Brazil, Mexico and Vietnam are among the countries that could make marginal gains in areas such as manufacturing and agriculture should US-China tensions continue after they flared up again this week, analysts have said.
The trade war between Washington and Beijing has already caused shifts in global trade, and will continue to create winners and losers as businesses try to cope with increased uncertainty.
The United States officially raised tariffs on US$200 billion of Chinese goods from 10 to 25 per cent on Friday, in a new escalation of tensions even as China’s Vice-Premier Liu He visited Washington for talks.
Donald Trump had said last month that the two sides were “very close” to a deal that would end nearly a year of mutual tariff levies, but the introduction of new tariffs on Friday – as threatened by Trump last Sunday – may change the landscape.
Global trade networks have been rocked by the US-China tariff exchanges that began last July, but uncertainty for some has opened doors for others.
“So far, US-initiated tariffs have mainly hit lower-end and labour-intensive sectors,” said Rob Koepp, Hong Kong director of The Economist Corporate Network. “Economies that are well positioned on the sidelines, like
The latest official monthly figures from Vietnam for April showed a 29 per cent increase in US-bound exports year-on-year, while capital contributions from foreign investors were up 215 per cent, largely in manufacturing.
A study by The Economist Intelligence Unit late last year suggested that many countries around Asia could reap the benefits of filling China’s shoes in exports to the US. Malaysia and Vietnam were projected to be the biggest winners in IT equipment manufacturing, while Bangladesh, India and Vietnam were potentially able to enjoy a boost in exports of ready-made garments.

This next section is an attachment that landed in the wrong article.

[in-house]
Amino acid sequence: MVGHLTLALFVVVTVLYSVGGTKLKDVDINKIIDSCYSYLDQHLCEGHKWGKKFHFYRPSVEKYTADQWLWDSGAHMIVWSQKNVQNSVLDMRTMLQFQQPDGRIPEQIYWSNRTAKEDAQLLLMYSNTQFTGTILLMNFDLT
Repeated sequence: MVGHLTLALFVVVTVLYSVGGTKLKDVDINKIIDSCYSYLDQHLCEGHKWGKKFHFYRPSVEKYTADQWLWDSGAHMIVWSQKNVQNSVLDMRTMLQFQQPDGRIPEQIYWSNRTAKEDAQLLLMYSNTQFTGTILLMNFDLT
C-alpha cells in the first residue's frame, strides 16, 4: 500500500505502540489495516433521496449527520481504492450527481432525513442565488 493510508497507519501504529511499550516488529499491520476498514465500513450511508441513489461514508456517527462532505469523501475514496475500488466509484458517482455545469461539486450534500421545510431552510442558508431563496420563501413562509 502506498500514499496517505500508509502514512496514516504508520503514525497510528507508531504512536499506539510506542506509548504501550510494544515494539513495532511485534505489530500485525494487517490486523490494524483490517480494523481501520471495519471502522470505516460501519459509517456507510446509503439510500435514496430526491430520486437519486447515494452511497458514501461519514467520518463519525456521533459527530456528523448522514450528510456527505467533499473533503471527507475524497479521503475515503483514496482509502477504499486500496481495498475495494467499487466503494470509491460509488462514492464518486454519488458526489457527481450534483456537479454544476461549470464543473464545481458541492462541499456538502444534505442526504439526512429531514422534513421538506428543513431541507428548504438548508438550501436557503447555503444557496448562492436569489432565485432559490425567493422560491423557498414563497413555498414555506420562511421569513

Tommy Wu, a senior economist at Oxford Economics, said: “Malaysia and Thailand could also be winners because they have relatively good infrastructure already in place and have a more business-friendly environment than places like the Philippines or Indonesia that have the advantage of lower wages but also poorer infrastructure.”
Wu warned, however, that renewed escalation of US-China trade tensions may generally have a negative effect on trade in Asia.
“There is some trade diversion where Asian economies have seen exports to the US rising, but that was not enough to offset the overall trade weakness.”
The Asian Development Bank downgraded its growth forecast for the Asian economy this year from 5.7 per cent to 5.6 per cent, citing US-China trade tensions as a factor along with other uncertainties such as Brexit.
US neighbour Mexico may also benefit from less US reliance on China and make a comeback in furniture, toys and textile manufacturing, in which it has lost out to China since China joined the World Trade Organisation, said Marc Chandler, chief market strategist at Bannockburn Global Forex in New York.
“Even with the new Nafta [North American Free Trade Agreement] not signed, Mexico is moving up the rankings as a trading partner for the US,” he said. “The Mexican peso might be a beneficiary of the trade war.”
Source: South China Morning Post